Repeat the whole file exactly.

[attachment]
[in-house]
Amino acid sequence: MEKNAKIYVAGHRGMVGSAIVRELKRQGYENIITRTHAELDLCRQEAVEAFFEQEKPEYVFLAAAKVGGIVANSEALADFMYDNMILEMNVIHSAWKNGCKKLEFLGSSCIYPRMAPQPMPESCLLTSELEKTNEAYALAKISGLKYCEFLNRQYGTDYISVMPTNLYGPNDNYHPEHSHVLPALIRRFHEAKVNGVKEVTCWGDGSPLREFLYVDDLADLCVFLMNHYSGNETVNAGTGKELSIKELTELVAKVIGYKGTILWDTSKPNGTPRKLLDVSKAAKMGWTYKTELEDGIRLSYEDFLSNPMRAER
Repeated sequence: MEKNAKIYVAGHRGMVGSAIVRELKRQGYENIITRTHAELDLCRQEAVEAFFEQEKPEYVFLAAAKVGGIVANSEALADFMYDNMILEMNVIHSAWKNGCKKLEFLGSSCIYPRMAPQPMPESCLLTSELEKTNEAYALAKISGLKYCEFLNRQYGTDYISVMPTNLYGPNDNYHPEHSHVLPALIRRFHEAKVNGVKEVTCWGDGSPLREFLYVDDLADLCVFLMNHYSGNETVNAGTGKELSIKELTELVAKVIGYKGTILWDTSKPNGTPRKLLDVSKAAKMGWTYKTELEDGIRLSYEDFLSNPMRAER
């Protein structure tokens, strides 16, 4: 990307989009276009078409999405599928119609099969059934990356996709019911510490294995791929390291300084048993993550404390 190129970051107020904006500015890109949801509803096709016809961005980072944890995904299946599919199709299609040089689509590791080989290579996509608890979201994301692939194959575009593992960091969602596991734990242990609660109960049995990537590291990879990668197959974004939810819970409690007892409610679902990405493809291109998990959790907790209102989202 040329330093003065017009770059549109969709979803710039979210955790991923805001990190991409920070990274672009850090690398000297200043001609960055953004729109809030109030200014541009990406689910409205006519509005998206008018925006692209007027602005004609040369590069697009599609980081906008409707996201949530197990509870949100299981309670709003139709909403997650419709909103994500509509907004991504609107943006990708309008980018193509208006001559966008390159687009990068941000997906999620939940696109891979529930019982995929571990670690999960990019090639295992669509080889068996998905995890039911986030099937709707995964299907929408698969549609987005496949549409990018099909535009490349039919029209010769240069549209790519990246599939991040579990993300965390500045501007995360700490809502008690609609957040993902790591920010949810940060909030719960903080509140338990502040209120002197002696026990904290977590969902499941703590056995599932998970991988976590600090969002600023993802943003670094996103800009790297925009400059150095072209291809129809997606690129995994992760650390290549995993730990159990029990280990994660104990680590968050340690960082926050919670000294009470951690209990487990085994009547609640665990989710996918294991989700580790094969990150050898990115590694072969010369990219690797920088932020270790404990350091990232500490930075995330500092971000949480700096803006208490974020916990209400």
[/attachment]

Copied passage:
[in-house]
Amino acid sequence: MEKNAKIYVAGHRGMVGSAIVRELKRQGYENIITRTHAELDLCRQEAVEAFFEQEKPEYVFLAAAKVGGIVANSEALADFMYDNMILEMNVIHSAWKNGCKKLEFLGSSCIYPRMAPQPMPESCLLTSELEKTNEAYALAKISGLKYCEFLNRQYGTDYISVMPTNLYGPNDNYHPEHSHVLPALIRRFHEAKVNGVKEVTCWGDGSPLREFLYVDDLADLCVFLMNHYSGNETVNAGTGKELSIKELTELVAKVIGYKGTILWDTSKPNGTPRKLLDVSKAAKMGWTYKTELEDGIRLSYEDFLSNPMRAER
Repeated sequence: MEKNAKIYVAGHRGMVGSAIVRELKRQGYENIITRTHAELDLCRQEAVEAFFEQEKPEYVFLAAAKVGGIVANSEALADFMYDNMILEMNVIHSAWKNGCKKLEFLGSSCIYPRMAPQPMPESCLLTSELEKTNEAYALAKISGLKYCEFLNRQYGTDYISVMPTNLYGPNDNYHPEHSHVLPALIRRFHEAKVNGVKEVTCWGDGSPLREFLYVDDLADLCVFLMNHYSGNETVNAGTGKELSIKELTELVAKVIGYKGTILWDTSKPNGTPRKLLDVSKAAKMGWTYKTELEDGIRLSYEDFLSNPMRAER
């Protein structure tokens, strides 16, 4: 990307989009276009078409999405599928119609099969059934990356996709019911510490294995791929390291300084048993993550404390 190129970051107020904006500015890109949801509803096709016809961005980072944890995904299946599919199709299609040089689509590791080989290579996509608890979201994301692939194959575009593992960091969602596991734990242990609660109960049995990537590291990879990668197959974004939810819970409690007892409610679902990405493809291109998990959790907790209102989202 040329330093003065017009770059549109969709979803710039979210955790991923805001990190991409920070990274672009850090690398000297200043001609960055953004729109809030109030200014541009990406689910409205006519509005998206008018925006692209007027602005004609040369590069697009599609980081906008409707996201949530197990509870949100299981309670709003139709909403997650419709909103994500509509907004991504609107943006990708309008980018193509208006001559966008390159687009990068941000997906999620939940696109891979529930019982995929571990670690999960990019090639295992669509080889068996998905995890039911986030099937709707995964299907929408698969549609987005496949549409990018099909535009490349039919029209010769240069549209790519990246599939991040579990993300965390500045501007995360700490809502008690609609957040993902790591920010949810940060909030719960903080509140338990502040209120002197002696026990904290977590969902499941703590056995599932998970991988976590600090969002600023993802943003670094996103800009790297925009400059150095072209291809129809997606690129995994992760650390290549995993730990159990029990280990994660104990680590968050340690960082926050919670000294009470951690209990487990085994009547609640665990989710996918294991989700580790094969990150050898990115590694072969010369990219690797920088932020270790404990350091990232500490930075995330500092971000949480700096803006208490974020916990209400």